A few years ago, I became interested in these last years of Union Village when the Otterbein-Lebanon Archives/Museum Committee, of which I was a member, was told that at the time of the closing Union Village, journals and other records had been taken to Canterbury in New Hampshire; also that Sabbathday Lake Shaker Village in Maine, had at least one journal of Union Village's later years. So I went to New England, for my first look at the big, restored Shaker villages, and to learn what I could about Union Village from records in Canterbury and Sabbathday Lake libraries.. I also went to Hancock Village in Massachusetts and Mount Lebanon in New York State. Back here in Ohio, I have had access to the extensive Shaker collection at the Warren County Historical Society, and help from the Genealogical Society, and others, in my quest to learn what life was like for the residents in the last Fifty Years of Union Village. Also to learn about people in the larger Warren County community whose lives were involved with those of The Shakers at a time when the Believers were no longer able to be self-sufficient.

So, to find out what life was like in the last Fifty Years at Union Village let us look at the lives of some of the leaders who actually controlled the lives of all the others, this being a communal society, even though surrounded by the great democracy of the United States.. The leadership of the Shaker movement had long been established with the top authority resting in The Ministry, then Elders, Deacons and Trustees to conduct the various concerns of the Church and Society which fell under their respective jurisdictions. Since the Shakers believed in the equality of the sexes, each of these positions were always shared by a man and a woman. With declining numbers in the Last Fifty Years there was not always sufficient persons to fill all of the positions and sometimes individuals handle more than one post, which sometimes resulted in poor management..

Elder Joseph R. Slingerland, who took over leadership at Union Village in 1890, has often been cited at the outstanding example of mismanagement. However that may be, he certainly instituted interesting and far-reaching innovations at Union Village. In modern terms, it seems to me he might be called either an entrepreneur or a CEO out of control.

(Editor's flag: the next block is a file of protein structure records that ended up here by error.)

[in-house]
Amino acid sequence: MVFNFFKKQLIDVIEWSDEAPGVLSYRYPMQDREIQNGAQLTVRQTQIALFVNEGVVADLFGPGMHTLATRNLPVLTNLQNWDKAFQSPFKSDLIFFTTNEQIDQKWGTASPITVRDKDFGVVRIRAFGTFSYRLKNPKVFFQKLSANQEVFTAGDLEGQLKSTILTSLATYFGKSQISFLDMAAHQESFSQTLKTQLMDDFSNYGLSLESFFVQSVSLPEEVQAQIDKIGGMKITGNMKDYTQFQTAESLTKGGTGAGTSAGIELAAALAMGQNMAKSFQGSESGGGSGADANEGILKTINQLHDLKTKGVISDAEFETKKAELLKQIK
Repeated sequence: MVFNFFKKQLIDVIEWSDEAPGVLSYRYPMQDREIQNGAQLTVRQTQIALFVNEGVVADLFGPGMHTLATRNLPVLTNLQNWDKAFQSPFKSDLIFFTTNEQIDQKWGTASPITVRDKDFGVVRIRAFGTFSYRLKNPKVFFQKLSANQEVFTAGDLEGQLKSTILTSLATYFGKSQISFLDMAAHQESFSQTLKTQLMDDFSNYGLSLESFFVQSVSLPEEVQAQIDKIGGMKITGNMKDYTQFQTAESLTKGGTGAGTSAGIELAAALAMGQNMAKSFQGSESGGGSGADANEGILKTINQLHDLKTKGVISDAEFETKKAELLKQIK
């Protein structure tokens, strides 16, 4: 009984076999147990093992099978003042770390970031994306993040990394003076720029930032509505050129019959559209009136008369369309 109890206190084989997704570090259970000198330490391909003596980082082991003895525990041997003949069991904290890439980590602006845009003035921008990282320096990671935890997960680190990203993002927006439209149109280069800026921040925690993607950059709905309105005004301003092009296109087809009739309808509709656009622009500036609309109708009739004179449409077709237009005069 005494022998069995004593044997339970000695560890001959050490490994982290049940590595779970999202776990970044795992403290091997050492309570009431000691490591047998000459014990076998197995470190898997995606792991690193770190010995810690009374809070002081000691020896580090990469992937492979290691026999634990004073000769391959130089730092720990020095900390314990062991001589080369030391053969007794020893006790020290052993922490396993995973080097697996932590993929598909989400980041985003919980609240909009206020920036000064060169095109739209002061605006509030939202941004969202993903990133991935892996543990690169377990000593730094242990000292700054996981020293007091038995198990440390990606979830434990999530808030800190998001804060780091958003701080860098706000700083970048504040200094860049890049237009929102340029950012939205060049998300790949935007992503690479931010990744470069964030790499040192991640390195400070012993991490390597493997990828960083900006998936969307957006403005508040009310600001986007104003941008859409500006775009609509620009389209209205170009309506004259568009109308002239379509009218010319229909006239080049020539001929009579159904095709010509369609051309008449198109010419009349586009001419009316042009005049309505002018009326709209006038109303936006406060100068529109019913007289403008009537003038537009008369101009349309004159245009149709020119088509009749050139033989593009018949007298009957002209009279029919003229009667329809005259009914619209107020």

John Ramsey Slingerland was born in 1844 in New York City. Ten years later he was admitted to the Church Family at New Lebanon. It is surmised that somewhere in his childhood his name was changed to "Joseph," perhaps because there were too many "Johns" already at New Lebanon. Censuses list him in various occupations, some reports say he was trained as a physician. In 1888 he was sent from Mount Lebanon by the Central Ministry to visit all the Western Societies, including Union Village. He returned to Mount Lebanon but on April 19, 1888, he was sent back to Union Village to make his home, and was appointed Second in Ministry on May 12, 1889. A little over a year later he was made First in Ministry, with Oliver C. Hampton, as Second. So, with the support of the Eastern Ministry, Slingerland set out to make repairs and improvements on a gigantic scale, although against the better judgment of some of the local leaders at Union Village. Of all of Elder Slingerland's grand schemes the one of which we can be most aware today was the "modernization" of the Center Building which was built in 1810 with typical Shaker simplicity into the ornate structure we now know of "Marble Hall." To quote from an article written by Mary Lou Conlin, "The building was architecturally true to the Shaker values of simplicity and functionalism. But the simple structure was turned into an architectural conglomerate with turrets, arched window, scroll saw ornamentation and mansard roof. It was the kind of Victorian excess that William Dean Howells, in his first Shaker novel, The Undiscovered Country pictured as 'material tokens of social decay.'" I have seen one other of the Shakers' late 19-century attempts at attracting new converts by a modernization process - the Trustees' Office at Hancock Shaker Village in Massachusetts. That one was done in a much less pretentious way, with none of the ornate exterior and elegant interior of marble floors and walnut woodwork at Marble Hall..